Throughout the book, their love is fraught with many obstacles that threaten to break them apart and it's quite moving to see how far they're willing to go for each other. In the end I don't think they've gained the acceptance of the Wulin other than being afforded the privilege of a life free from interference and their meddling.
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The third and final instalment of the Condor Trilogy and easily the best book of the lot. It takes place after the events of the Mongolian invasion where Guo Jing and Huang Rong died defending the Song capital and the ensuing repercussions that befell on the Wulin which arose as a consequence of their deaths. Namely the bloodshed that was brought about from the pursuit of the two most coveted weapons Heaven Sword and Dragon Sabre in the world, leading to much conflict within the jianghu.

Zhang Wuji, the protagonist of the novel, was the product of two heritages in opposition with one another, the Wudang Clan and the Ming Cult. Over the course of the book, we see him act as mediator for his parents' two sects and ultimately promoted to leadership of the Ming Cult after becoming the most powerful fighter in the world.

This is the point where Jin Yong really took to task the notion of a 'righteous' sect or clan. In that even those operating under the guise of benevolence will fall foul of corruption. It's been a recurring theme in his later works.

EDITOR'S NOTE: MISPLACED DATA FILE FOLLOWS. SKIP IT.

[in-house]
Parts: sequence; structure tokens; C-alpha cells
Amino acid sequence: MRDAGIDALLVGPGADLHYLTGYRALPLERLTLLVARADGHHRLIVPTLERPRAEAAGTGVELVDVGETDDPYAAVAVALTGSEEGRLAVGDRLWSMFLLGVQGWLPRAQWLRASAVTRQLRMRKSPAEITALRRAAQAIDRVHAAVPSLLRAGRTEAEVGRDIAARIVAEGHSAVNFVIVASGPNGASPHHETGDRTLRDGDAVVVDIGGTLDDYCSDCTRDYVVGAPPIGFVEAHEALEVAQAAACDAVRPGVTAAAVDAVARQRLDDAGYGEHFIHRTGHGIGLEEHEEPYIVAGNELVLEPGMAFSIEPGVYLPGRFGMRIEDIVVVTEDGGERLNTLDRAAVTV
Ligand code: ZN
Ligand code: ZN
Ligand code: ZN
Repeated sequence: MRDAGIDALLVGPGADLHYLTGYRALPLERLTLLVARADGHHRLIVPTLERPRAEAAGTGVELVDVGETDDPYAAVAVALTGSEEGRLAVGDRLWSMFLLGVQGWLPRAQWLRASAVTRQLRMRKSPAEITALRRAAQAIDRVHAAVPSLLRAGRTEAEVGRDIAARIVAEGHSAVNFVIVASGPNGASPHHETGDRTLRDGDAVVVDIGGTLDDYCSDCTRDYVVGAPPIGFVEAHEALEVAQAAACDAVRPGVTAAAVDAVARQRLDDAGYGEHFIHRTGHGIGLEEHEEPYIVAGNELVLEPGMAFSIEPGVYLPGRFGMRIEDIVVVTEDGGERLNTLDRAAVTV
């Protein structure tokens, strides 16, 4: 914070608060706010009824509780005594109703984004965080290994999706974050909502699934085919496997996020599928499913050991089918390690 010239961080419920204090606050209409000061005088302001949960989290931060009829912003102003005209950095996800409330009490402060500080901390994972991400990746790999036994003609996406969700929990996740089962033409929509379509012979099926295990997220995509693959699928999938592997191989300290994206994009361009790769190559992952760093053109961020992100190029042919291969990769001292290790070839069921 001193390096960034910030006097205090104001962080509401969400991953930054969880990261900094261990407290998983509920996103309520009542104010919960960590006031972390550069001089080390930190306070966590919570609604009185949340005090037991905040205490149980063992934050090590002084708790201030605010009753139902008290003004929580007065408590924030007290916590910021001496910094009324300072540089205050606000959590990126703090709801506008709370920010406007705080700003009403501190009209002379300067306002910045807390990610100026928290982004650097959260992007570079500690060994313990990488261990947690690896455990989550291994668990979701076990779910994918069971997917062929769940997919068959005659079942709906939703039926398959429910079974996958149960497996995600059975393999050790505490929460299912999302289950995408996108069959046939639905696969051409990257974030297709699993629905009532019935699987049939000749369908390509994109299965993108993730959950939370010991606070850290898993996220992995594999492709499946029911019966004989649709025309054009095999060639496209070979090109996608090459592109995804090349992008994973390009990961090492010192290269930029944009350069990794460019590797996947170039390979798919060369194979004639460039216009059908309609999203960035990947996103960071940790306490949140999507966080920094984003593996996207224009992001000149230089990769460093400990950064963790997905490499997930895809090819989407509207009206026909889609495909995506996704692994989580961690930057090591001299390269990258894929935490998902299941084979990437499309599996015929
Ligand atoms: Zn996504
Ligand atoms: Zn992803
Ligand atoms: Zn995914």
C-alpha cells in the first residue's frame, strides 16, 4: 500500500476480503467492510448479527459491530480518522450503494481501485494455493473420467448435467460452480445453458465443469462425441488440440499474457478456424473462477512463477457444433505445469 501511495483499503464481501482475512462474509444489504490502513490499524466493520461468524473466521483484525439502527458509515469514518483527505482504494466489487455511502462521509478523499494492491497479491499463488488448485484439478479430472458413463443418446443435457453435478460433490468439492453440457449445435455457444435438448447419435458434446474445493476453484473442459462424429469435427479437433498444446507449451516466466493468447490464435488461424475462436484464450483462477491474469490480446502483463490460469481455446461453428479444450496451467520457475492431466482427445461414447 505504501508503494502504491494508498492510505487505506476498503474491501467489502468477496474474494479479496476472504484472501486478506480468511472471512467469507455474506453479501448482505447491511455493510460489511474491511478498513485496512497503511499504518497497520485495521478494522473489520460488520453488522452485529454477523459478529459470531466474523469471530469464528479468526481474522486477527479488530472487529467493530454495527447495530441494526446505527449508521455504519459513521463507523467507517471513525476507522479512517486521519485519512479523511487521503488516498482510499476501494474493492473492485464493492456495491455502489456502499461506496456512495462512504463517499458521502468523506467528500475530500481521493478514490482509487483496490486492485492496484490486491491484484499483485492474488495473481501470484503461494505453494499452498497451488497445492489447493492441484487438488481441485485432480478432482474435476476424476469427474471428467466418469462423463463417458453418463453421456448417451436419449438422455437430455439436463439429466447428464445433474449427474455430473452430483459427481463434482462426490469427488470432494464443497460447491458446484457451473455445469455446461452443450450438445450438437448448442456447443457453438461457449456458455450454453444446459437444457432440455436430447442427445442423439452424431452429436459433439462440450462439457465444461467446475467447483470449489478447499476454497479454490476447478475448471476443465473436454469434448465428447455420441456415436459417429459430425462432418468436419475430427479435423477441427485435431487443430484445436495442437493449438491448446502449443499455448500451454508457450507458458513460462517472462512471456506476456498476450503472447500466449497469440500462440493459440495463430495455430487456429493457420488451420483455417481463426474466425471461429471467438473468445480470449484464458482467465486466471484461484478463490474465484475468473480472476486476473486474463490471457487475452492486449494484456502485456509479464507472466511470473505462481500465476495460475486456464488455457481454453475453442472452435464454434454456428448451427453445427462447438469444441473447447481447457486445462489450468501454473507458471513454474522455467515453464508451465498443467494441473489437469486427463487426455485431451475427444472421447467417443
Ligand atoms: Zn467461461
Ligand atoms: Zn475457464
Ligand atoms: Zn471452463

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People who added this item 4 Average listal rating (1 ratings) 7 IMDB Rating 0
To this day, this remains my all-time favourite work of his. Whether or not you are a fan, no reader of Jin Yong can deny it's one of his masterpieces. No tv serial can do justice to the orgy of imaginative characters, colourful fight scenes and intense drama on display. The 1982 version was what lit the fire and brought me to discover the world of wuxia and subsequently kickstarted my passion for it. I had previously seen LOCH 83 and ROCH 83 at an extremely young age but it wasn't until my mid teens when I got to see DGSD 82 in its entirety (when it was only snippets beforehand) did I become fascinated with the name of Jin Yong and his brand of martial arts chivalry.